Have you noticed subtle pleasant but odd changes since your children returned from summer camp? Have you peeked into your son’s room and noticed that he made his bed? Were you tempted to take your daughter’s temperature the other night because she volunteered to clean up her room? Maybe they just seem calmer or are better about sticking to routines about which you went hoarse more than once preaching to them before you put them on that bus or plane headed to their favorite summer zip code. Perhaps they’re better about saying ‘thank you’ and ‘please’ or spend less time all out at war with each other over little things like the remote control and whether they’re going to watch The Voice or Modern Family. Did they really mature that much at summer camp?
Not that you’re complaining. It’s a nice, unexpected bonus. When you initially enrolled them for camp, you were thinking it would be good for them to spend their summer working on arts and crafts projects, learning how to sail, going swimming, doing the silly things that kids do at camp, and playing sports instead of using up your entire cell phone data plan during twelve hour texting marathons or playing the Kinect so much that you can no longer tell whether you’re watching a video game or an actual television program. You thought, ‘Maybe they’ll even make a few new friends.’ But, oddly, it’s the smaller things they seem to be bringing away from their summer camp experiences that you find yourself enjoying the most.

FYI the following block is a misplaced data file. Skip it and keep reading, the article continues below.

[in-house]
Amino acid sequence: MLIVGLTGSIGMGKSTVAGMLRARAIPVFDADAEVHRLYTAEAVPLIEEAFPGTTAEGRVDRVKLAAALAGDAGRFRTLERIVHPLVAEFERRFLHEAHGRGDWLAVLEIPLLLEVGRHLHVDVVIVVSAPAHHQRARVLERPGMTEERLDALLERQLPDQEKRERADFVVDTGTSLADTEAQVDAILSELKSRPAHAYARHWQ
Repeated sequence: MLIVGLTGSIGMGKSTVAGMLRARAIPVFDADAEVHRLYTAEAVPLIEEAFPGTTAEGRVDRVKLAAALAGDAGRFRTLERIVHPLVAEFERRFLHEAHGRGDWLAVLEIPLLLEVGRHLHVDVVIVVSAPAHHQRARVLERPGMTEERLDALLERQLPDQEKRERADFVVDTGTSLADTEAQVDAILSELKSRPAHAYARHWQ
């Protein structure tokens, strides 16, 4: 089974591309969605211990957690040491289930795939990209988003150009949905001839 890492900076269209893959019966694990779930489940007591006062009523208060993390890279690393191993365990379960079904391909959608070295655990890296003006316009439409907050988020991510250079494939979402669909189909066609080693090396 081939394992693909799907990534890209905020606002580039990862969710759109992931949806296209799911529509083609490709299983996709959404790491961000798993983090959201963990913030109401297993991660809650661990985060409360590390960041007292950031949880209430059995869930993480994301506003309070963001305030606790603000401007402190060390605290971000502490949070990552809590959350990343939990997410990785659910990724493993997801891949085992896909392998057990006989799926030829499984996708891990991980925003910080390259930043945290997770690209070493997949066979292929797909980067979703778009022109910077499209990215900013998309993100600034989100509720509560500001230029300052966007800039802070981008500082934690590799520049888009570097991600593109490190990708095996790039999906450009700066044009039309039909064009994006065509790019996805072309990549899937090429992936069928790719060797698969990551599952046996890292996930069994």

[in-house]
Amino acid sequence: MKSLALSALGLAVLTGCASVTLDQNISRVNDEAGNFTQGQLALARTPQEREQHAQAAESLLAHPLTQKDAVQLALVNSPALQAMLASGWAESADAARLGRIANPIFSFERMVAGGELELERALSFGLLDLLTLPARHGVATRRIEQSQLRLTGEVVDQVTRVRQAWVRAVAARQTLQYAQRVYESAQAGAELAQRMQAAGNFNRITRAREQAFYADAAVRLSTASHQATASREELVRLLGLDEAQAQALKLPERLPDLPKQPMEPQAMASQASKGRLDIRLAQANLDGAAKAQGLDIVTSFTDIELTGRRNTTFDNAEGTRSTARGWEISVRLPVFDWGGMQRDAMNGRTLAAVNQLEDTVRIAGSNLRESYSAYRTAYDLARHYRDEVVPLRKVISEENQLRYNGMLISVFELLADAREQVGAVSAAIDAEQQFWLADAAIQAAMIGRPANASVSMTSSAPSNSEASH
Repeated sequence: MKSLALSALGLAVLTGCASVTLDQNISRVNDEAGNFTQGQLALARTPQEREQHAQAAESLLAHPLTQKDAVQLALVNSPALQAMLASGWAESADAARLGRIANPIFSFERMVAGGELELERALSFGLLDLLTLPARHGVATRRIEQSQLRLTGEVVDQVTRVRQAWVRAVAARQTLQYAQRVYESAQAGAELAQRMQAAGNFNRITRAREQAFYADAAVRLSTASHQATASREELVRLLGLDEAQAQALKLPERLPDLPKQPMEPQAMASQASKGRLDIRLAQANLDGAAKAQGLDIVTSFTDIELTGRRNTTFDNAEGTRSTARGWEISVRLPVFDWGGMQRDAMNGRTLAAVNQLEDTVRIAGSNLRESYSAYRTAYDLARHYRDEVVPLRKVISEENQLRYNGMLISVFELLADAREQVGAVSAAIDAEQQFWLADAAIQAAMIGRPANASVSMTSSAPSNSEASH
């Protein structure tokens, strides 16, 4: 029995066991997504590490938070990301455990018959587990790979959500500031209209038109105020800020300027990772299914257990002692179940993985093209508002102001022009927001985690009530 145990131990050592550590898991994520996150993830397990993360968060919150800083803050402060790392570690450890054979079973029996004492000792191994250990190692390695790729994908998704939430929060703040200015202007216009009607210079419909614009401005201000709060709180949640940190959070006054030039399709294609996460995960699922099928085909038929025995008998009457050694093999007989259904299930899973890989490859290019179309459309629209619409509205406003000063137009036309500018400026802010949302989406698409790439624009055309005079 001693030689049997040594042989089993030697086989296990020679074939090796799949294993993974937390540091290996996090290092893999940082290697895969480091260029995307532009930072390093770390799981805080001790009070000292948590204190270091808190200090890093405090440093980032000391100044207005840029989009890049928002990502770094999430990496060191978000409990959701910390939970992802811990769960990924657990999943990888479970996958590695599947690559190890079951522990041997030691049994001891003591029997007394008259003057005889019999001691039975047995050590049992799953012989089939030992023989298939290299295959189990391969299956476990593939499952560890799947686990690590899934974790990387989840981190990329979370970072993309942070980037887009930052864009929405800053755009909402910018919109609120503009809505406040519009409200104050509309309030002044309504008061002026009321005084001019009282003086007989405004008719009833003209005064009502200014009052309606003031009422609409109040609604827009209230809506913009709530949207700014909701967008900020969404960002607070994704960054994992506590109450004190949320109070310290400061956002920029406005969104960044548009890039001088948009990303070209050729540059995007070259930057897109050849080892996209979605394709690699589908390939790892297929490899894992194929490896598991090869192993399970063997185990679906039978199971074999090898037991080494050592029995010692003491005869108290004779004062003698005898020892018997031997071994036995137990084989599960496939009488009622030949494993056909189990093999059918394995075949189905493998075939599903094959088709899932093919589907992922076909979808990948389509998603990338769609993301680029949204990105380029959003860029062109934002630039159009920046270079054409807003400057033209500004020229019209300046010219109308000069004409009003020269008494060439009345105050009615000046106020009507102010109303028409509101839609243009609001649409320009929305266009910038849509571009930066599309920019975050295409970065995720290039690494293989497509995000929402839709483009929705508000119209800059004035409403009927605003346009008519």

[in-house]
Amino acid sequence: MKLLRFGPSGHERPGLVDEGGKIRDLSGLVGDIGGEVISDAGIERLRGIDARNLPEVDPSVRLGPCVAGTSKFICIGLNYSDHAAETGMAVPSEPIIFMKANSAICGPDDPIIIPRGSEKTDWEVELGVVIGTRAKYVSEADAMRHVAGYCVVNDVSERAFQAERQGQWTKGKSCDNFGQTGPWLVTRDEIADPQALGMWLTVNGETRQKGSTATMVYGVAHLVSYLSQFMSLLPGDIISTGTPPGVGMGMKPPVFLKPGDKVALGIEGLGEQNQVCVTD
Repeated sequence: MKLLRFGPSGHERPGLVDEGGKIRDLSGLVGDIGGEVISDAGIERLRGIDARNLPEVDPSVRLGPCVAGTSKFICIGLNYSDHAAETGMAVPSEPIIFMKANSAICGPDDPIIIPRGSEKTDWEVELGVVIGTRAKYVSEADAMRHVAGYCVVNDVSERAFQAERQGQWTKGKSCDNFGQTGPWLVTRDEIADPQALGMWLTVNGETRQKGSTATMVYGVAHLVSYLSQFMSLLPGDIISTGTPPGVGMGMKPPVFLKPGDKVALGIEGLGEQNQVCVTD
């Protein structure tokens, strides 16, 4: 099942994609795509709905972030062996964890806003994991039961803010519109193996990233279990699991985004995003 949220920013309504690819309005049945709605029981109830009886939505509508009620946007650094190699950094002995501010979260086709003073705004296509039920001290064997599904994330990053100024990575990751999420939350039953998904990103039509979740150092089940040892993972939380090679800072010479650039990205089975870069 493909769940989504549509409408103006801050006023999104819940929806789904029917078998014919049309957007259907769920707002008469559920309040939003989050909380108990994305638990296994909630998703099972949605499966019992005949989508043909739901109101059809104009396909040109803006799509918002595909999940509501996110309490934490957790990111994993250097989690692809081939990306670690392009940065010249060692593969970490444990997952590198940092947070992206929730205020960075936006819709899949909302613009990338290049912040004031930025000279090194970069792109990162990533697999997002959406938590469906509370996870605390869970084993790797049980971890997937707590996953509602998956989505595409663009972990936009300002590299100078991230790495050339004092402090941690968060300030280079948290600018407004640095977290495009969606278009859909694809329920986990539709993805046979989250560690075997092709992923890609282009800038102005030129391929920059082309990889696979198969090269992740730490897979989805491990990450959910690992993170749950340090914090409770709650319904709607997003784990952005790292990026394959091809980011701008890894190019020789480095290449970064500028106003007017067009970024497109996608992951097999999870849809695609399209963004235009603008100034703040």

Sure, you read all about the benefits of sending children to summer camp before you decided to send them. But you didn’t allow yourself to actually have expectations that your children would come home friendlier, more dutiful, more flexible, able to manage their time better, and generally happier–in short, more mature. Those are the special changes that you enjoy seeing and that make summer camp that much more valuable your eyes.